Growing Green: Tips for starting a vertical gardenIn doing research for some recent classes, I have become hooked on the idea of vertical gardening. As I explore this type of gardening further, I am blown away by all the innovative and exciting ideas I have found.
By: Robin Trott, U of M Extension Educator, Alexandria Echo Press
In doing research for some recent classes, I have become hooked on the idea of vertical gardening. As I explore this type of gardening further, I am blown away by all the innovative and exciting ideas I have found.
Gardening “up” has always made sense to me, and I have included all sorts of trellises and poles to support vines in my garden, but I have been limiting myself in my narrow definition of vertical.
Here are some exciting new ideas I have found that you might want to try in your garden this year.
Pockets: Many companies sell special garden “pockets” to assist in vertical gardening. Fill these pockets with soil, plant your seedling and hang on a vertical wall. But why not try shoe pockets? (You know, the kind that hangs over doors?)
Many of these are made of porous material and would work very well for all sorts of cascading plants. Try blue lobelia for cooler sites. Calibrachoa comes in many glorious colors for sunny sites, and many herbs and vines also have a trailing habit.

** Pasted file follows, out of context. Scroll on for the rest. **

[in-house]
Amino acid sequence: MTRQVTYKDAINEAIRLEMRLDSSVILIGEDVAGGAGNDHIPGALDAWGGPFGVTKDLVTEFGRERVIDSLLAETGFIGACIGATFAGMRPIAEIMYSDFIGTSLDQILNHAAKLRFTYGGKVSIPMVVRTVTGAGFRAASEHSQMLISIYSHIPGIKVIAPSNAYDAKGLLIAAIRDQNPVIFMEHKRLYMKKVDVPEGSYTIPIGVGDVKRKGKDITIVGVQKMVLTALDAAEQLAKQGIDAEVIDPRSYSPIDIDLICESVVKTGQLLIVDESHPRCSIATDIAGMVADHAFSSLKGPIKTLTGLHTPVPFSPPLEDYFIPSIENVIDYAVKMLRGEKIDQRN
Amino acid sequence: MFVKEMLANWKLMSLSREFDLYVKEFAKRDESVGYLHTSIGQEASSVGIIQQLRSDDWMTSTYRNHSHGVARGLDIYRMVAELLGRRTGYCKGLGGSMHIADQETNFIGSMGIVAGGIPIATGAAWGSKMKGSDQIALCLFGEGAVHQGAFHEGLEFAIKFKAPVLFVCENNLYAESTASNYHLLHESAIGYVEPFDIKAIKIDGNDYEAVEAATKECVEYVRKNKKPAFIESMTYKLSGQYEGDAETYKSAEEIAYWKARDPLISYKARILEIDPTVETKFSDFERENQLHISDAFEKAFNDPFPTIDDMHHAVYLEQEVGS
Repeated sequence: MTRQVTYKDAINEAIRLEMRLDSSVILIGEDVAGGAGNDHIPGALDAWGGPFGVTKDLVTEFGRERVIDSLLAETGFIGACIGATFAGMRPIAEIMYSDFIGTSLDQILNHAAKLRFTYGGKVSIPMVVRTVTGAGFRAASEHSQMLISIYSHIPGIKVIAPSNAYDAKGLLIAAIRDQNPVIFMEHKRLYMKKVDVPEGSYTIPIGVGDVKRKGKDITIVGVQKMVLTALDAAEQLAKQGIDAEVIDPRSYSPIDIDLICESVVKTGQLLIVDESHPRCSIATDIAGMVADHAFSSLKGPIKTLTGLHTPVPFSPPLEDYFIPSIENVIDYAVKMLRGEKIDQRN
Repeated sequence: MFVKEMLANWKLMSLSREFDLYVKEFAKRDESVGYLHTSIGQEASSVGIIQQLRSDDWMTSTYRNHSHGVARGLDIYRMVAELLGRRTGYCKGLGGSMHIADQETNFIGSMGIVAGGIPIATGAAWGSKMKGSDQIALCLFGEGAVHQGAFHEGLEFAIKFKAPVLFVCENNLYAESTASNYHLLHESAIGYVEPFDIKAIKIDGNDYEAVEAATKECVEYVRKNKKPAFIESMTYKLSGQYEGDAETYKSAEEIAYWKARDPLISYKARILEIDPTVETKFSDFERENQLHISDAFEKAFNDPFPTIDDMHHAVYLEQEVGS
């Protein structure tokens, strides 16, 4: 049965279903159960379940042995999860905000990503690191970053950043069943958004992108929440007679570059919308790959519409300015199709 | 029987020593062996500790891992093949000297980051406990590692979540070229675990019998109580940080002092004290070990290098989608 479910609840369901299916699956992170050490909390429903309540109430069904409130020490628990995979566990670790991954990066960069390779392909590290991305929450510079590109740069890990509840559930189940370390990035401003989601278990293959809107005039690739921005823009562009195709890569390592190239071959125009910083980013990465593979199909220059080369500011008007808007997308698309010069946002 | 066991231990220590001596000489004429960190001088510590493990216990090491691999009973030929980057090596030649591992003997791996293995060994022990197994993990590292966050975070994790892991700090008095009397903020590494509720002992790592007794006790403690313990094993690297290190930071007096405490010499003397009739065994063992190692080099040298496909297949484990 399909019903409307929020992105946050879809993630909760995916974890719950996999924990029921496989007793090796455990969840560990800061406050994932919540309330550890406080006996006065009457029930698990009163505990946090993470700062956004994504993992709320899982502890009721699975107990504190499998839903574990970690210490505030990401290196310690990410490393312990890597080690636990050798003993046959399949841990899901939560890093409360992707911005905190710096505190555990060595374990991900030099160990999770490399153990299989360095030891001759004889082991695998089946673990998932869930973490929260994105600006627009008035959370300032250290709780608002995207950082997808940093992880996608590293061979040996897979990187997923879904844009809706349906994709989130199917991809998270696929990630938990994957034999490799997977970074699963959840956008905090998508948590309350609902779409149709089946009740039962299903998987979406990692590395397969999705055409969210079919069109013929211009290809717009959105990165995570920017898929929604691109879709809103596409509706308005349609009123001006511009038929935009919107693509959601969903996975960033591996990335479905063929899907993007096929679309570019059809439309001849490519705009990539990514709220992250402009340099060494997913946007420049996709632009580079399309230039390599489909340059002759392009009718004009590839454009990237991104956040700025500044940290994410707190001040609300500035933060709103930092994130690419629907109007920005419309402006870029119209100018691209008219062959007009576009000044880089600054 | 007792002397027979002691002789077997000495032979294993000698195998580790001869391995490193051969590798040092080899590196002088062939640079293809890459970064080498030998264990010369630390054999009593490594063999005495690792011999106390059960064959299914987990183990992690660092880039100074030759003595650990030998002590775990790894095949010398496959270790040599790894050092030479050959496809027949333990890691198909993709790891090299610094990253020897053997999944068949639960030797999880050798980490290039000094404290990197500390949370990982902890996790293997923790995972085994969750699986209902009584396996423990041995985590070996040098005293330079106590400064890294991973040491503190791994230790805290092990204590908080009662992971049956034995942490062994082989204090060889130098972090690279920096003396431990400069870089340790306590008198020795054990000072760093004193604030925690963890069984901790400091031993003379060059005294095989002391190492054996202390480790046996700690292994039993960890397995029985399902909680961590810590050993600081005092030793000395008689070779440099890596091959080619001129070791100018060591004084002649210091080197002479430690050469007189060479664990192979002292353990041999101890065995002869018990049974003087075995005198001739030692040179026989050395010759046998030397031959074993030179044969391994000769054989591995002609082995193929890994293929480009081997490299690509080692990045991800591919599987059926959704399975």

Planting trays are a great way to display your succulents. These trays have redwood sides, a waterproof bottom and a wire top. Fill the tray with a good quality soil and push your succulent cutting through the wire with a pencil.
Water them in and keep them horizontal for about a month to allow the roots to develop and the plants to stabilize. Once the plants are secure, hang your living picture on an exterior or interior wall.
For more information on this type of vertical gardening, check out succulent gardens at sgplants.com/. (Don’t miss their YouTube videos!)
Found objects make excellent vertical gardening containers. If you have some left over rain gutter, paint it, hang it and plant herbs. An old wooden pallet can be painted, hung on a wall, and pots filled with colorful annuals can hang from the slats with hooks.
How about old animal feeders, tires, planters? Stack them in an eye-pleasing display, and fill them with color and texture to brighten up an otherwise dull spot in your yard.
Vegetable gardens lend themselves to vertical growth as well. Trellis vining crops that otherwise would take up a lot of space in your garden. Pumpkins, squash and cucumbers can all be trained vertically.
For heavier fruits, provide nylon “hammocks” to support the weight. Plant tender greens and other cool loving crops in the shadow cast by these trellised veggies to protect them from the harsh afternoon sun.
For more information on vertical gardening, visit clark.wsu.edu/volunteer/mg/gm_tips/VerticalGardening.html.
Until next time, happy gardening!